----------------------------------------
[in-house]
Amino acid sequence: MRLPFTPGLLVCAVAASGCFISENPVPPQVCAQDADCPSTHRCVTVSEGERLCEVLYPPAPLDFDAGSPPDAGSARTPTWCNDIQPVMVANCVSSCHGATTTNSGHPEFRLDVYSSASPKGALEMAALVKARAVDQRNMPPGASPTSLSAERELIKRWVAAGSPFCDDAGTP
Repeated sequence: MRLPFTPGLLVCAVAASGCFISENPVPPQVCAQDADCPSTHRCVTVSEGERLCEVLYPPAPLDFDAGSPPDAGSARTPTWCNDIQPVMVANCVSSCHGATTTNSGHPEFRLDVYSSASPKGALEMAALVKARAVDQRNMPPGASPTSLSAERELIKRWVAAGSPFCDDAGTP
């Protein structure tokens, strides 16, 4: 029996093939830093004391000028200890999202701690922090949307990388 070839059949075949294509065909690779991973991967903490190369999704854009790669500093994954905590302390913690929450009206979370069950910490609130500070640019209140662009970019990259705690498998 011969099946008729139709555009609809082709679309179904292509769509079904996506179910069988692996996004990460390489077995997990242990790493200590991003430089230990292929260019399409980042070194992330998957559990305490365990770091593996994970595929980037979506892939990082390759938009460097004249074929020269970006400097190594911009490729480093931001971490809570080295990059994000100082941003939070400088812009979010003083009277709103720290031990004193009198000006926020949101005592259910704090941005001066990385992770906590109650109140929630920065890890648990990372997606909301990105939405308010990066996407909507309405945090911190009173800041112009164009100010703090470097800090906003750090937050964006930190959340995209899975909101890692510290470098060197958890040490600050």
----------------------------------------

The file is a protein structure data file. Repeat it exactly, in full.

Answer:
[in-house]
Amino acid sequence: MRLPFTPGLLVCAVAASGCFISENPVPPQVCAQDADCPSTHRCVTVSEGERLCEVLYPPAPLDFDAGSPPDAGSARTPTWCNDIQPVMVANCVSSCHGATTTNSGHPEFRLDVYSSASPKGALEMAALVKARAVDQRNMPPGASPTSLSAERELIKRWVAAGSPFCDDAGTP
Repeated sequence: MRLPFTPGLLVCAVAASGCFISENPVPPQVCAQDADCPSTHRCVTVSEGERLCEVLYPPAPLDFDAGSPPDAGSARTPTWCNDIQPVMVANCVSSCHGATTTNSGHPEFRLDVYSSASPKGALEMAALVKARAVDQRNMPPGASPTSLSAERELIKRWVAAGSPFCDDAGTP
């Protein structure tokens, strides 16, 4: 029996093939830093004391000028200890999202701690922090949307990388 070839059949075949294509065909690779991973991967903490190369999704854009790669500093994954905590302390913690929450009206979370069950910490609130500070640019209140662009970019990259705690498998 011969099946008729139709555009609809082709679309179904292509769509079904996506179910069988692996996004990460390489077995997990242990790493200590991003430089230990292929260019399409980042070194992330998957559990305490365990770091593996994970595929980037979506892939990082390759938009460097004249074929020269970006400097190594911009490729480093931001971490809570080295990059994000100082941003939070400088812009979010003083009277709103720290031990004193009198000006926020949101005592259910704090941005001066990385992770906590109650109140929630920065890890648990990372997606909301990105939405308010990066996407909507309405945090911190009173800041112009164009100010703090470097800090906003750090937050964006930190959340995209899975909101890692510290470098060197958890040490600050």